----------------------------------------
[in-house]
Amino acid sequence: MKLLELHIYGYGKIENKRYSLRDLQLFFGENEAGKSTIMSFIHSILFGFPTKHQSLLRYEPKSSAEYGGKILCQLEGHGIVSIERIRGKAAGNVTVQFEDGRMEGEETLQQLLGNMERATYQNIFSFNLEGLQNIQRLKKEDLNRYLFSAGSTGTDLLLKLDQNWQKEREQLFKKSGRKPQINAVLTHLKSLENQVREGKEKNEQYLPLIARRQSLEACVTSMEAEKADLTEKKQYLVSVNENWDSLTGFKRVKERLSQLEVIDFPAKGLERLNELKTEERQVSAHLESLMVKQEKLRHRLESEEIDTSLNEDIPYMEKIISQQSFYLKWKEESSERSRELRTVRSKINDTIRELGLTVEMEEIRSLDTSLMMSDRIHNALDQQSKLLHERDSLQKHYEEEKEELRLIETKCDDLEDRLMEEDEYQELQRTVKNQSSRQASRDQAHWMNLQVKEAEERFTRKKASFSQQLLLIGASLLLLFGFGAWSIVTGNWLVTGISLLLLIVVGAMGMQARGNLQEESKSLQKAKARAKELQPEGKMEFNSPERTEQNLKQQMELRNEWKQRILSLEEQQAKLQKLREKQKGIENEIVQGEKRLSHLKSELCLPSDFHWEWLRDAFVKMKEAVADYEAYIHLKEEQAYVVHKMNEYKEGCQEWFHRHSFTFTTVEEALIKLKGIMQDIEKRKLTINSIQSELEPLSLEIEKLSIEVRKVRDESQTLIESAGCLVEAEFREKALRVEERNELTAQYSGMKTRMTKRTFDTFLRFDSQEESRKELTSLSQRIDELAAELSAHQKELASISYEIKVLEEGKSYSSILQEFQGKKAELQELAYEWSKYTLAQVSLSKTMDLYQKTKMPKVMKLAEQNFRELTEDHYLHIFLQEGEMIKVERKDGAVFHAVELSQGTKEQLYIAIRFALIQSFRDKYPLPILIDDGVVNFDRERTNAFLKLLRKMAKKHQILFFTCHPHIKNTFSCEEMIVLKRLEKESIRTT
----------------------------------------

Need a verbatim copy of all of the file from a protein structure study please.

[in-house]
Amino acid sequence: MKLLELHIYGYGKIENKRYSLRDLQLFFGENEAGKSTIMSFIHSILFGFPTKHQSLLRYEPKSSAEYGGKILCQLEGHGIVSIERIRGKAAGNVTVQFEDGRMEGEETLQQLLGNMERATYQNIFSFNLEGLQNIQRLKKEDLNRYLFSAGSTGTDLLLKLDQNWQKEREQLFKKSGRKPQINAVLTHLKSLENQVREGKEKNEQYLPLIARRQSLEACVTSMEAEKADLTEKKQYLVSVNENWDSLTGFKRVKERLSQLEVIDFPAKGLERLNELKTEERQVSAHLESLMVKQEKLRHRLESEEIDTSLNEDIPYMEKIISQQSFYLKWKEESSERSRELRTVRSKINDTIRELGLTVEMEEIRSLDTSLMMSDRIHNALDQQSKLLHERDSLQKHYEEEKEELRLIETKCDDLEDRLMEEDEYQELQRTVKNQSSRQASRDQAHWMNLQVKEAEERFTRKKASFSQQLLLIGASLLLLFGFGAWSIVTGNWLVTGISLLLLIVVGAMGMQARGNLQEESKSLQKAKARAKELQPEGKMEFNSPERTEQNLKQQMELRNEWKQRILSLEEQQAKLQKLREKQKGIENEIVQGEKRLSHLKSELCLPSDFHWEWLRDAFVKMKEAVADYEAYIHLKEEQAYVVHKMNEYKEGCQEWFHRHSFTFTTVEEALIKLKGIMQDIEKRKLTINSIQSELEPLSLEIEKLSIEVRKVRDESQTLIESAGCLVEAEFREKALRVEERNELTAQYSGMKTRMTKRTFDTFLRFDSQEESRKELTSLSQRIDELAAELSAHQKELASISYEIKVLEEGKSYSSILQEFQGKKAELQELAYEWSKYTLAQVSLSKTMDLYQKTKMPKVMKLAEQNFRELTEDHYLHIFLQEGEMIKVERKDGAVFHAVELSQGTKEQLYIAIRFALIQSFRDKYPLPILIDDGVVNFDRERTNAFLKLLRKMAKKHQILFFTCHPHIKNTFSCEEMIVLKRLEKESIRTT